The volcanic eruption in Grímsvötn in 2004 was relatively small and limited in scope. Recent Eruptions in Grímsvötn have been short and not caused great harm. In what follows we describe the 2004 eruption. The description can be read in full on the website: Global volcanism program.
Grímsvötn. Photo Páll Stefánsson/Iceland Review
According to scientists from the Institute of Earth Sciences at the University of Iceland and the Icelandic Meteorological Office, an eruption began at the subglacial Grímsvötn volcano in the Vatnajökull ice cap, Iceland, on 1 November 2004 around 2100, and was declining by 5 November. The eruption, preceded by both long- and short-term precursors, was triggered by the release of overburden pressure associated with a glacial-outburst flood (jökulhlaup) originating from the subglacial caldera lake. The jökulhlaup reached a maximum on the afternoon of 2 November. At that time the peak discharge from affected rivers on the coastal plain at Skeidararsandur was 3,000-4,000 m3/s (based on information from the Icelandic Hydrological Service). Discharge declined quickly after the peak. No damage occurred to roads or bridges. The total volume of the jökulhlaup was ~ 0.5 km3.
Seismicity increased at the volcano in mid-2003, about the same time that uplift exceeded a maximum reached in 1998. Tthe last eruption at Grímsvötn occurred within the caldera beginning on 18 December 1998 and resulted in a catastrophic flood. Additional uplift and expansion of the volcano since mid-2003 heralded the latest activity. Seismicity further increased in late October 2004, and on 26 October high-frequency tremor indicated increased water flow from the caldera lake and suggested that a glacial outburst flood was about to begin. On 29 October, the amount of discharge increased in the Skeidara River. About 3 hours before the eruption an intense swarm of volcanic earthquakes started, changing to continuous low-frequency tremor at the onset of the eruption.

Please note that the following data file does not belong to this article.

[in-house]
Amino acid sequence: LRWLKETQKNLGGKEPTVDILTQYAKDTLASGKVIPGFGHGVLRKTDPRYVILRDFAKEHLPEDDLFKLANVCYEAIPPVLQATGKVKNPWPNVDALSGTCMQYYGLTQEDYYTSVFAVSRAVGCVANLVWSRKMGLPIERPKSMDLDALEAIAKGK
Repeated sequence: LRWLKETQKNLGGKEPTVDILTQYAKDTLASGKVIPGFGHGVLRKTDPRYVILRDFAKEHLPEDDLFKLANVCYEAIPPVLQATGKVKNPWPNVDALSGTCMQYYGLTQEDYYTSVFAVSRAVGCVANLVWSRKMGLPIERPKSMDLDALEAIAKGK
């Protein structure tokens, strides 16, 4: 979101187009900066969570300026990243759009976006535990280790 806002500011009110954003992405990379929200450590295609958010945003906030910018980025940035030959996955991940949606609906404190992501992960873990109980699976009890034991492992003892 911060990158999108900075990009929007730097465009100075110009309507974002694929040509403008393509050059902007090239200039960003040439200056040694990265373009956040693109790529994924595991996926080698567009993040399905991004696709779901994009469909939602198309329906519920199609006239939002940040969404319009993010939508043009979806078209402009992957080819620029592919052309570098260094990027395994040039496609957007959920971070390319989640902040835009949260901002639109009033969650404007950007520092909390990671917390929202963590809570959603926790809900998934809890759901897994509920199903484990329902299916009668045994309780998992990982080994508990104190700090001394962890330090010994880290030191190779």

The release in overburden pressure associated with the outburst flood triggered the eruption. The amount of drop in water level in the caldera at the onset of the eruption was uncertain, but was probably on the order of 10-20 m, corresponding to a pressure change of 0.1-0.2 MPa at the volcano’s surface. This modest pressure change triggered the eruption because pressure in the shallow magma chamber was high after continuous inflow of magma since 1998.
Figure 5 shows the epicenters from 18 October to 1 November 2004, along with preliminary locations of the eruption site. In the early morning of 1 November, an earthquake swarm began beneath Grímsvötn. By 1400 there were 12 earthquakes; at 0651 the largest, an event of M 3 occurred. At 2010 on 1 November an eruption warning was sent to the Civil Defense, earthquake magnitudes had increased and around that time the swarm intensified. About 160 earthquakes with magnitudes up to 2.8 were recorded during the next 2 hours.